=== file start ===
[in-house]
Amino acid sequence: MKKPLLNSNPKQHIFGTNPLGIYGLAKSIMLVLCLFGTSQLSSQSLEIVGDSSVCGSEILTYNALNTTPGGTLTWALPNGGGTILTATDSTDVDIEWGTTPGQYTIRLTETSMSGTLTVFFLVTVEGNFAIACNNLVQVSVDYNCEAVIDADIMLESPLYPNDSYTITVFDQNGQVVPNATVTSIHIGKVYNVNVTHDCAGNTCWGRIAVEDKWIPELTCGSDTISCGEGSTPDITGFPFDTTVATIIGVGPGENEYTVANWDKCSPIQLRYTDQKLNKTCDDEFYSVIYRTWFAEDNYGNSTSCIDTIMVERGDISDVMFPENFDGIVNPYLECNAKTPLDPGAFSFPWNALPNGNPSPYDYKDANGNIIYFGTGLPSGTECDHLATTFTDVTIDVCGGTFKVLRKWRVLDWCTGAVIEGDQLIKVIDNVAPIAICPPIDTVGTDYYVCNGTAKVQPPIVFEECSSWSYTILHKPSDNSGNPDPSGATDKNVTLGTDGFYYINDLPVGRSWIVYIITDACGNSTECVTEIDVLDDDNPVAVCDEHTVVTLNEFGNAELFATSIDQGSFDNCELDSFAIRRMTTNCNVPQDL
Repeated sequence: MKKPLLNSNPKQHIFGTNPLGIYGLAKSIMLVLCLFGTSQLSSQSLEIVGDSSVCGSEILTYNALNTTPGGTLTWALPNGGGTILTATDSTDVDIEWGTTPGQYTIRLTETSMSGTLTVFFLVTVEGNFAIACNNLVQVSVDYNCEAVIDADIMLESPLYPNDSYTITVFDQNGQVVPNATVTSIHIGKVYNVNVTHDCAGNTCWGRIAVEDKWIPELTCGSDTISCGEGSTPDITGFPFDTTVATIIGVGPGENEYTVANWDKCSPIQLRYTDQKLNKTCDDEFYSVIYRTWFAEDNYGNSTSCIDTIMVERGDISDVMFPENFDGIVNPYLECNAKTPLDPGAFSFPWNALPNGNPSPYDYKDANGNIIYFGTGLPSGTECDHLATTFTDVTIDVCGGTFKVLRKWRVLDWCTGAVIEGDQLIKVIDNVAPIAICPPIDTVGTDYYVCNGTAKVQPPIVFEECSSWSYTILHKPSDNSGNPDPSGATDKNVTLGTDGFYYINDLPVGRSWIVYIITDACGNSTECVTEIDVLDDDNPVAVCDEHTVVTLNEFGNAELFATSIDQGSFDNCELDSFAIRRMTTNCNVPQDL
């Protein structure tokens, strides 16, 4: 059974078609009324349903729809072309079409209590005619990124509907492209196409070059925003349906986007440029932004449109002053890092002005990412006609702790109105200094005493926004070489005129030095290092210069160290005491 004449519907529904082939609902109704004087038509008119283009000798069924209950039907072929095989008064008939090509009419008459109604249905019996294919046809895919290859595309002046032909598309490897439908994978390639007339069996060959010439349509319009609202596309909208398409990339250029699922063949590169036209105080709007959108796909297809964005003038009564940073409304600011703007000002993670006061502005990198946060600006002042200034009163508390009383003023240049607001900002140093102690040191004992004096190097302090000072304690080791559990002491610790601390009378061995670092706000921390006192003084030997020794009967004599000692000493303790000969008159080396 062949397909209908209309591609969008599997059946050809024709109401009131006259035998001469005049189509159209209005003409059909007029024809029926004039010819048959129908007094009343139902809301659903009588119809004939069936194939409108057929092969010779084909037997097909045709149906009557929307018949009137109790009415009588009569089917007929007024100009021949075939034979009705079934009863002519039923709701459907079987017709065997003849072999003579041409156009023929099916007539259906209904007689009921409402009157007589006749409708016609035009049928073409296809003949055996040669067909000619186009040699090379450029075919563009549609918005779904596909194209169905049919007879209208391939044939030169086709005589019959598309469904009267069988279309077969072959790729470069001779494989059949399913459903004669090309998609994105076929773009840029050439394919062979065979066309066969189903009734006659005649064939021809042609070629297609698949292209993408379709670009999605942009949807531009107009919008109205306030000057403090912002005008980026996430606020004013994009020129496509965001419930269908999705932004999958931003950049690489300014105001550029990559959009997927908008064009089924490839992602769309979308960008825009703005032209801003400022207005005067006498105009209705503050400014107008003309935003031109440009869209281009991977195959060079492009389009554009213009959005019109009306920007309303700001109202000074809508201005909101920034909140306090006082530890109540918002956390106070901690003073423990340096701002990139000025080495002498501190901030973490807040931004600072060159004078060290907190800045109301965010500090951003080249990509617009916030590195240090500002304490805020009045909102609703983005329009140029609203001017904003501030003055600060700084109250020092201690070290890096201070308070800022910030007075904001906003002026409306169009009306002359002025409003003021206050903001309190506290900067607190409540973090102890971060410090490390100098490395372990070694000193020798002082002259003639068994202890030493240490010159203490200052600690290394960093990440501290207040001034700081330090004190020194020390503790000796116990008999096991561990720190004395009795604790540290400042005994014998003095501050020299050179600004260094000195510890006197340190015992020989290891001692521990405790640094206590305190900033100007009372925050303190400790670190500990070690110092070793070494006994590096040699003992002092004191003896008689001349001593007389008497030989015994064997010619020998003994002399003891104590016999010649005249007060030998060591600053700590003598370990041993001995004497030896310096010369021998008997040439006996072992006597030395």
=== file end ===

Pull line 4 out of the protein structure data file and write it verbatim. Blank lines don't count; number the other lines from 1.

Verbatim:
């Protein structure tokens, strides 16, 4: 059974078609009324349903729809072309079409209590005619990124509907492209196409070059925003349906986007440029932004449109002053890092002005990412006609702790109105200094005493926004070489005129030095290092210069160290005491 004449519907529904082939609902109704004087038509008119283009000798069924209950039907072929095989008064008939090509009419008459109604249905019996294919046809895919290859595309002046032909598309490897439908994978390639007339069996060959010439349509319009609202596309909208398409990339250029699922063949590169036209105080709007959108796909297809964005003038009564940073409304600011703007000002993670006061502005990198946060600006002042200034009163508390009383003023240049607001900002140093102690040191004992004096190097302090000072304690080791559990002491610790601390009378061995670092706000921390006192003084030997020794009967004599000692000493303790000969008159080396 062949397909209908209309591609969008599997059946050809024709109401009131006259035998001469005049189509159209209005003409059909007029024809029926004039010819048959129908007094009343139902809301659903009588119809004939069936194939409108057929092969010779084909037997097909045709149906009557929307018949009137109790009415009588009569089917007929007024100009021949075939034979009705079934009863002519039923709701459907079987017709065997003849072999003579041409156009023929099916007539259906209904007689009921409402009157007589006749409708016609035009049928073409296809003949055996040669067909000619186009040699090379450029075919563009549609918005779904596909194209169905049919007879209208391939044939030169086709005589019959598309469904009267069988279309077969072959790729470069001779494989059949399913459903004669090309998609994105076929773009840029050439394919062979065979066309066969189903009734006659005649064939021809042609070629297609698949292209993408379709670009999605942009949807531009107009919008109205306030000057403090912002005008980026996430606020004013994009020129496509965001419930269908999705932004999958931003950049690489300014105001550029990559959009997927908008064009089924490839992602769309979308960008825009703005032209801003400022207005005067006498105009209705503050400014107008003309935003031109440009869209281009991977195959060079492009389009554009213009959005019109009306920007309303700001109202000074809508201005909101920034909140306090006082530890109540918002956390106070901690003073423990340096701002990139000025080495002498501190901030973490807040931004600072060159004078060290907190800045109301965010500090951003080249990509617009916030590195240090500002304490805020009045909102609703983005329009140029609203001017904003501030003055600060700084109250020092201690070290890096201070308070800022910030007075904001906003002026409306169009009306002359002025409003003021206050903001309190506290900067607190409540973090102890971060410090490390100098490395372990070694000193020798002082002259003639068994202890030493240490010159203490200052600690290394960093990440501290207040001034700081330090004190020194020390503790000796116990008999096991561990720190004395009795604790540290400042005994014998003095501050020299050179600004260094000195510890006197340190015992020989290891001692521990405790640094206590305190900033100007009372925050303190400790670190500990070690110092070793070494006994590096040699003992002092004191003896008689001349001593007389008497030989015994064997010619020998003994002399003891104590016999010649005249007060030998060591600053700590003598370990041993001995004497030896310096010369021998008997040439006996072992006597030395």